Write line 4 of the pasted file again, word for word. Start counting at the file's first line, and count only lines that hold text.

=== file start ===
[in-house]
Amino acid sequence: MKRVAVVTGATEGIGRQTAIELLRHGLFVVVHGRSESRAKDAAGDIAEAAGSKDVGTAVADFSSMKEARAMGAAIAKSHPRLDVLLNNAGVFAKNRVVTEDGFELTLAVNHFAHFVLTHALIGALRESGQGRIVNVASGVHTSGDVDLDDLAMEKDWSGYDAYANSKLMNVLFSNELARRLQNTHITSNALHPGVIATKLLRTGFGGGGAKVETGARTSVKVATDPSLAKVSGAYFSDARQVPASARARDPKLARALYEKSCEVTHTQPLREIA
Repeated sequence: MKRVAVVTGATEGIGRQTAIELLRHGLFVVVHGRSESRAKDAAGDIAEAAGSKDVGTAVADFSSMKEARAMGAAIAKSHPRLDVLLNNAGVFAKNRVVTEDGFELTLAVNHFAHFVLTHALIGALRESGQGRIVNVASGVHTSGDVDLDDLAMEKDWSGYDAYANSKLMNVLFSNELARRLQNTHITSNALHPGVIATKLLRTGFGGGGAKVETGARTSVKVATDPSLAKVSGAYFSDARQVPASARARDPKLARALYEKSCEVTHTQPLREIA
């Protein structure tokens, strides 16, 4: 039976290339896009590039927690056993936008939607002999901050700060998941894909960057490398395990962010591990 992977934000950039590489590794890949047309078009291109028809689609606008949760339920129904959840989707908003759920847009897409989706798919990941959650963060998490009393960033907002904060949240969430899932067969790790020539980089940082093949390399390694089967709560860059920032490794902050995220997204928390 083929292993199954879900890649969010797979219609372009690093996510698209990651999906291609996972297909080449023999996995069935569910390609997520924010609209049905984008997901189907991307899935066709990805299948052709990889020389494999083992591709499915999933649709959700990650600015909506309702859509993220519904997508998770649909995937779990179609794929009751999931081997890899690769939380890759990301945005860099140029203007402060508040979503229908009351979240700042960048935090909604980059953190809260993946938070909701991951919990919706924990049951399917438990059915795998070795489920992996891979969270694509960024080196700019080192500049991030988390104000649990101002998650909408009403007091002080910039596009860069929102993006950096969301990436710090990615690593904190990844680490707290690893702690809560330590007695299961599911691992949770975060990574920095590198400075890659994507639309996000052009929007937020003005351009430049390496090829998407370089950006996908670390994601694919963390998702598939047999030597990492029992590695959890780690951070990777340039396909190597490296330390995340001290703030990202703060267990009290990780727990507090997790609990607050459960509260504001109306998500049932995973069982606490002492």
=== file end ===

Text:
């Protein structure tokens, strides 16, 4: 039976290339896009590039927690056993936008939607002999901050700060998941894909960057490398395990962010591990 992977934000950039590489590794890949047309078009291109028809689609606008949760339920129904959840989707908003759920847009897409989706798919990941959650963060998490009393960033907002904060949240969430899932067969790790020539980089940082093949390399390694089967709560860059920032490794902050995220997204928390 083929292993199954879900890649969010797979219609372009690093996510698209990651999906291609996972297909080449023999996995069935569910390609997520924010609209049905984008997901189907991307899935066709990805299948052709990889020389494999083992591709499915999933649709959700990650600015909506309702859509993220519904997508998770649909995937779990179609794929009751999931081997890899690769939380890759990301945005860099140029203007402060508040979503229908009351979240700042960048935090909604980059953190809260993946938070909701991951919990919706924990049951399917438990059915795998070795489920992996891979969270694509960024080196700019080192500049991030988390104000649990101002998650909408009403007091002080910039596009860069929102993006950096969301990436710090990615690593904190990844680490707290690893702690809560330590007695299961599911691992949770975060990574920095590198400075890659994507639309996000052009929007937020003005351009430049390496090829998407370089950006996908670390994601694919963390998702598939047999030597990492029992590695959890780690951070990777340039396909190597490296330390995340001290703030990202703060267990009290990780727990507090997790609990607050459960509260504001109306998500049932995973069982606490002492």